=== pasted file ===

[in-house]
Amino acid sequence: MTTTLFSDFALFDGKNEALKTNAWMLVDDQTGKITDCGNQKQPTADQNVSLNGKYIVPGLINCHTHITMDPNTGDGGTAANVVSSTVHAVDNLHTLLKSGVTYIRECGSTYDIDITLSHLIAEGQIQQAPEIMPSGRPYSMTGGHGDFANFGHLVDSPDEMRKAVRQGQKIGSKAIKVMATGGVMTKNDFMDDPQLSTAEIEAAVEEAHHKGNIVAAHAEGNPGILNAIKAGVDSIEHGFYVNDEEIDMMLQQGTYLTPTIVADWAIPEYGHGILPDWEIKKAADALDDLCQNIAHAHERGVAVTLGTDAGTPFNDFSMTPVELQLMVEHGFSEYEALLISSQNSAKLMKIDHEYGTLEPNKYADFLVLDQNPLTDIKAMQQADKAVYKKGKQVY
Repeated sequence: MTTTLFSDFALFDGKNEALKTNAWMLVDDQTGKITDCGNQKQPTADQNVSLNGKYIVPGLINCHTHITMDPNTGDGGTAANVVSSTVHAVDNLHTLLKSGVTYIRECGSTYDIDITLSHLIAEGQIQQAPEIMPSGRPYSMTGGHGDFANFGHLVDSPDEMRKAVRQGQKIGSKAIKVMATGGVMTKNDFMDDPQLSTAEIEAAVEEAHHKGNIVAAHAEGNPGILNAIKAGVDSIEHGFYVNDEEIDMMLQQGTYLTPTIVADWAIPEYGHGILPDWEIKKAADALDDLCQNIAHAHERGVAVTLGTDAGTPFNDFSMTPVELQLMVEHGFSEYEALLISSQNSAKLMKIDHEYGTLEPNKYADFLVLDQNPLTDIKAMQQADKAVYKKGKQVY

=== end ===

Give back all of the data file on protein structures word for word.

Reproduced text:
[in-house]
Amino acid sequence: MTTTLFSDFALFDGKNEALKTNAWMLVDDQTGKITDCGNQKQPTADQNVSLNGKYIVPGLINCHTHITMDPNTGDGGTAANVVSSTVHAVDNLHTLLKSGVTYIRECGSTYDIDITLSHLIAEGQIQQAPEIMPSGRPYSMTGGHGDFANFGHLVDSPDEMRKAVRQGQKIGSKAIKVMATGGVMTKNDFMDDPQLSTAEIEAAVEEAHHKGNIVAAHAEGNPGILNAIKAGVDSIEHGFYVNDEEIDMMLQQGTYLTPTIVADWAIPEYGHGILPDWEIKKAADALDDLCQNIAHAHERGVAVTLGTDAGTPFNDFSMTPVELQLMVEHGFSEYEALLISSQNSAKLMKIDHEYGTLEPNKYADFLVLDQNPLTDIKAMQQADKAVYKKGKQVY
Repeated sequence: MTTTLFSDFALFDGKNEALKTNAWMLVDDQTGKITDCGNQKQPTADQNVSLNGKYIVPGLINCHTHITMDPNTGDGGTAANVVSSTVHAVDNLHTLLKSGVTYIRECGSTYDIDITLSHLIAEGQIQQAPEIMPSGRPYSMTGGHGDFANFGHLVDSPDEMRKAVRQGQKIGSKAIKVMATGGVMTKNDFMDDPQLSTAEIEAAVEEAHHKGNIVAAHAEGNPGILNAIKAGVDSIEHGFYVNDEEIDMMLQQGTYLTPTIVADWAIPEYGHGILPDWEIKKAADALDDLCQNIAHAHERGVAVTLGTDAGTPFNDFSMTPVELQLMVEHGFSEYEALLISSQNSAKLMKIDHEYGTLEPNKYADFLVLDQNPLTDIKAMQQADKAVYKKGKQVY